Looking into the past can provide great perspective, which allows for the development and understanding of themes, and how they unite over the course of a lifetime. In the life of James Simmons, several things are prevalent throughout his life: his love and interest in God, and his understanding of the importance of education.
James Simmons was born in southern New York State along the coast, in Dutchess County in 1826. His conversion to Christianity happened during his teens before he went off to Madison University to prepare for college. Soon, he transferred to Brown University where he graduated in 1851. To put himself through school he did janitorial work. Around this time, James Simmons married Mary Eliza Stevens, who was a Quaker and from a family of some means. After graduation from Brown he spent several years studying theology at the Newton Theological Institution, and very early the themes of Christianity and education begin.
As he was enrolled in the seminary, he simultaneously was also the pastor of Third Baptist Church in Providence, Rhode Island until 1857, when the family moved to Indianapolis. In Indianapolis, now Rev. Simmons held the pastorate at the First Baptist Church and in 1861 moved back east to become pastor at the Fifth Baptist Church of Philadelphia. In 1867 he was appointed as corresponding secretary to the American Baptist Home Mission Society. This period of his life was heavily defined by his work with the church, and his ideals of education took a bit of a backseat for a time, but that would soon change.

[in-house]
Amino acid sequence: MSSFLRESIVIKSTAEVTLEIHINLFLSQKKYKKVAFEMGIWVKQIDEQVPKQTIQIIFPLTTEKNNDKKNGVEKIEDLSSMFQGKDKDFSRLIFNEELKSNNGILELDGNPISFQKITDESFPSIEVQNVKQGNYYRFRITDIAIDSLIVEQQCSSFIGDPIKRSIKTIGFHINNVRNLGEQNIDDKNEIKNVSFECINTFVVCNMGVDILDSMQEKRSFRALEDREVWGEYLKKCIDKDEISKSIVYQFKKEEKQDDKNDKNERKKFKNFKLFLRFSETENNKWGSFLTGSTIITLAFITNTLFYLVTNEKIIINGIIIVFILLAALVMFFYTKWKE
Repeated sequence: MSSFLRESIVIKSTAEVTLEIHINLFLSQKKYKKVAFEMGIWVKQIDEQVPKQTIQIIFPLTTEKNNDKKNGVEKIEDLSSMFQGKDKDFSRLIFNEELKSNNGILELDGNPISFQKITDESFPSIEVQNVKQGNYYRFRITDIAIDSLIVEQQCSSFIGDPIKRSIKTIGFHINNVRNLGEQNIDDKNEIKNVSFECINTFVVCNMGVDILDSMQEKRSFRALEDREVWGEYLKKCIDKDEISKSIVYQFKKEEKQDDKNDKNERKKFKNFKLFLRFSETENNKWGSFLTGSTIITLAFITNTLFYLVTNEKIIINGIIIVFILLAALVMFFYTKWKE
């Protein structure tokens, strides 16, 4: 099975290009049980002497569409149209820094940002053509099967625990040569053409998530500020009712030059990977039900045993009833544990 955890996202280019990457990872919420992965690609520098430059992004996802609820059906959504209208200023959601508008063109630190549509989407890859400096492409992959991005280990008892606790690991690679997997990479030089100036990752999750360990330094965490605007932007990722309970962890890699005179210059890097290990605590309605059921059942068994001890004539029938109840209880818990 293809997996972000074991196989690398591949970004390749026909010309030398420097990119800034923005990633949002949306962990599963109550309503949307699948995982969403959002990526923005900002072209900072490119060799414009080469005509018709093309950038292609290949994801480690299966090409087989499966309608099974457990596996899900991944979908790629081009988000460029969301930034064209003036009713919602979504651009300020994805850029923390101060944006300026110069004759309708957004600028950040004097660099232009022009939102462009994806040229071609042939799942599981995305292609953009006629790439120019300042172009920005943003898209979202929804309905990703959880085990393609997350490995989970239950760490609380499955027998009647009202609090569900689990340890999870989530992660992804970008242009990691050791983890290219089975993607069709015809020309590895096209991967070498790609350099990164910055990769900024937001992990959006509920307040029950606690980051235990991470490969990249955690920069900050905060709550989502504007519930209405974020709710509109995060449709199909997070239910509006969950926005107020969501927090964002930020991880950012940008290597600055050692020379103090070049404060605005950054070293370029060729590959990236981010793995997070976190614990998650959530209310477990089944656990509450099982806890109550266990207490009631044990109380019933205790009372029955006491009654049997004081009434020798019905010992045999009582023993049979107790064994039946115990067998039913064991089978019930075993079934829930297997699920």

Beginning in 1869, Rev. Simmons was elected to the post of corresponding secretary for the Education and Southern Department, where education and Christianity came together again. Over the next several years, Rev. Simmons helped found seven different schools, most of which had the goal to educate the new population of freed African-American men in the post-civil war South. It is at this point that Dr. O.C. Pope recommended to the first Board of Trustees the name of Rev. James B. Simmons. In 1891, Rev. Simmons visited Abilene and met with the group what wanted to start the college.
After meeting with the Abilene group, Rev. Simmons agreed to donate $5,000 to the cause and also presented a Foundation Agreement, which was a statement of philosophical and spiritual viewpoints. Rev. Simmons wrote frequently to the President and Board of Trustees until his death in 1905, with many of the letters surviving today, which are housed in the Research Center for the Southwest.
Rev. James Simmons began his journey with both Christ and education at an early age, and followed them throughout his life. He also managed to combine both ideals, and worked to further the causes of each, by creating Christian colleges. The quote on his headstone reads “His constant plea was ‘Let us beseech Christ daily to use our schools for His world-wide conquests.”